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Frequent Challenges For Winter Ocean Drilling In Maine
“To do that, we’ve had to get more creative in the marketplace since 2008,” he continued. “It should be no surprise that prices for work have changed in our industry with heavy competition and contractors who have been willing to cut prices. Despite the challenges we’ve kept focused on our markets of water, sewer and natural gas, all of which have been excellent industries to be involved in. Water and sewer infrastructures in New England are among of the oldest in the country, continually needing upgrades regardless of the economy. And natural gas has been so cheap in comparison to other fuels that it’s been in high demand. Overall, the course we set in the early years and the risks we took have paid off big during this period.”
ETTI’s sister company, Enterprise Electric has been in business 45 years, and Enterprise Designs is a two-year-old landscape/hardscape company.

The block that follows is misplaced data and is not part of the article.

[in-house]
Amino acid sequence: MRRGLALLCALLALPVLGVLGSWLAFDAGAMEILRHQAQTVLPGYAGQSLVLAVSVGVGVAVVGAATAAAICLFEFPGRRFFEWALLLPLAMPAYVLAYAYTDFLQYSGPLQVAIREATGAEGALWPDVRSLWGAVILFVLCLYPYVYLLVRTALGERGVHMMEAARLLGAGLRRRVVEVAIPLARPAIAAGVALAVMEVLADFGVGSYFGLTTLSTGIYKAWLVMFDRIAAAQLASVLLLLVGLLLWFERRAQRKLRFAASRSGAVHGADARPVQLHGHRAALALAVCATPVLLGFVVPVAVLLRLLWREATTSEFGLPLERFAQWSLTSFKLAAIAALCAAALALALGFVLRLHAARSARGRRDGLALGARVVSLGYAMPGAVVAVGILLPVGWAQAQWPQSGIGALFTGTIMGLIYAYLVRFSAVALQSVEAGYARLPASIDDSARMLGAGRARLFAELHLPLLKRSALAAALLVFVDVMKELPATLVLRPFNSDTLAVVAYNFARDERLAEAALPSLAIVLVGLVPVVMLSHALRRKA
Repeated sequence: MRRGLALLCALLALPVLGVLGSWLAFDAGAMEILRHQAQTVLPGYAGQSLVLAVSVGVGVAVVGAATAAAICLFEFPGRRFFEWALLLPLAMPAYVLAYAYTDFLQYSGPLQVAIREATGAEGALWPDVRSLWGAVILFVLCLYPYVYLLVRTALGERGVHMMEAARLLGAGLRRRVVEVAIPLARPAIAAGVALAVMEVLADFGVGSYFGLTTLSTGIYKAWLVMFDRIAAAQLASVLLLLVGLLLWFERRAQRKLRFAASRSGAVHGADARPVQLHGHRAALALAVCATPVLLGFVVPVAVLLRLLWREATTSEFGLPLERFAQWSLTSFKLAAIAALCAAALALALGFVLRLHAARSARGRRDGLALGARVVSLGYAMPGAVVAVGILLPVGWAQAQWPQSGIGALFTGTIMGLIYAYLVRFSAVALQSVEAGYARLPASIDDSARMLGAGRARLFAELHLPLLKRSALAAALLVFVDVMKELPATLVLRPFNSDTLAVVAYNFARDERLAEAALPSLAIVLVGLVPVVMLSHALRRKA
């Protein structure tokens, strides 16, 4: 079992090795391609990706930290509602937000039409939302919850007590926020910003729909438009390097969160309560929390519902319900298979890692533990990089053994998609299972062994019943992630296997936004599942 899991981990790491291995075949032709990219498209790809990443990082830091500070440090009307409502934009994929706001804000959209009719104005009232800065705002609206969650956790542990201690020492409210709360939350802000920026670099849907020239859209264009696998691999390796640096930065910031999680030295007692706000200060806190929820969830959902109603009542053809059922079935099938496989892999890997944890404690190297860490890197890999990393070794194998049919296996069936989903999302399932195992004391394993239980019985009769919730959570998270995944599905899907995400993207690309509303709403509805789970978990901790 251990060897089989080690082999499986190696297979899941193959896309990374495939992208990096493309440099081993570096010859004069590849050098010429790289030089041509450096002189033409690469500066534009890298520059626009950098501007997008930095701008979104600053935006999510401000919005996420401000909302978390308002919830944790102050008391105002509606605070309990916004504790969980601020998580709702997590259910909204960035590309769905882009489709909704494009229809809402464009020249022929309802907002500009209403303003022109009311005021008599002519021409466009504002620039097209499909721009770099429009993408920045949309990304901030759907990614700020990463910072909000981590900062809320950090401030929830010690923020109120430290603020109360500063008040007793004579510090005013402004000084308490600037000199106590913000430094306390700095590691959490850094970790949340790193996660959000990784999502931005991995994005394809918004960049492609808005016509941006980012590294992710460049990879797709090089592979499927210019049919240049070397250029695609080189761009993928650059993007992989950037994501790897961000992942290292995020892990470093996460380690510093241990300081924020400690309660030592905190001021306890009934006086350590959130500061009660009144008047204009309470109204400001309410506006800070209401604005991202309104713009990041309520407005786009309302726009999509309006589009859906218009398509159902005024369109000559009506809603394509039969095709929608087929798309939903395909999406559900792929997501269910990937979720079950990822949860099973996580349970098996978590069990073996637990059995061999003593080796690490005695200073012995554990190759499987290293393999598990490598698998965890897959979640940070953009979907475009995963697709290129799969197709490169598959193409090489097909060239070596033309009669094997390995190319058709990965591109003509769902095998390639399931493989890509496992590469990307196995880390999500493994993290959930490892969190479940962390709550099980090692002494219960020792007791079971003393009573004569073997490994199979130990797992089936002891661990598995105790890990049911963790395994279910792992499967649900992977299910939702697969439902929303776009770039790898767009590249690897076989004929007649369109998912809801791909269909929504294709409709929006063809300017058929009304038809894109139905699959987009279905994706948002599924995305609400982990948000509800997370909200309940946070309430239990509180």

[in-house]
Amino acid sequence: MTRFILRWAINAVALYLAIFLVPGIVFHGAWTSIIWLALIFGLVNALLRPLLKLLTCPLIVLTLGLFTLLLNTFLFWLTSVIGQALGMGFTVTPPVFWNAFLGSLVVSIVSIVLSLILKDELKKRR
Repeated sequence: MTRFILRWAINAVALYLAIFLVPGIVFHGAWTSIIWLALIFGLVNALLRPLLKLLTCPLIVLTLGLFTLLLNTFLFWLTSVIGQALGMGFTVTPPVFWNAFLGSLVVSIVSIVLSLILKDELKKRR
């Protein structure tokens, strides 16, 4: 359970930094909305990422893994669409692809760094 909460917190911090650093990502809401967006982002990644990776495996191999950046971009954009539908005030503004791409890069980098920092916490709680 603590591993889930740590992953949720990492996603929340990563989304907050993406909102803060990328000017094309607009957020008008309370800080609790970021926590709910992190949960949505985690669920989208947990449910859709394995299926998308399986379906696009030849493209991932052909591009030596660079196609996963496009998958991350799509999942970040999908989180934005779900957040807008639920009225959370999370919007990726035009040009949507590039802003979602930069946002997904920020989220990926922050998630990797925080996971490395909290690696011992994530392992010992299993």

FOR MORE INFORMATION:
ETTI, (207) 353-5000, www.hdd-etti.com
Ditch Witch, (800) 654-6481, www.ditchwitch.com
Railhead, (888) 313-7455, http://railhead.com
How To Survive A Recession? Refuse to Participate
ETTI President Scott Kelly said he often is asked how his company has continued to grow during a serious recession.
“My answer is we have leaned on our people,” he said. “From the start I’ve told all our employees that I’m choosing not to participate in the economic downturn, and we would accomplish that by a heavy emphasis on training, efficiency and utilizing technology to continue to be profitable.”
ETTI people give 100 percent each day, said Kelly.
That has gotten us through many tough spots,” he continued. “We accessed every facet of the business to cut waste, challenged our employees, shared financial data, set goals and maintain transparency from top to bottom in order to get everyone involved with ideas and decisions. We hire the absolutely best people in our industry, hold everyone accountable and establish mandatory employee goals each season.”
Kelly said the company also avoids poorly-designed projects or high-risk jobs without the financial return to cover the risks.
“Too many companies we see take huge risks for really cheap numbers and many have to pay a high price for the gamble, including bankruptcy,” he concluded.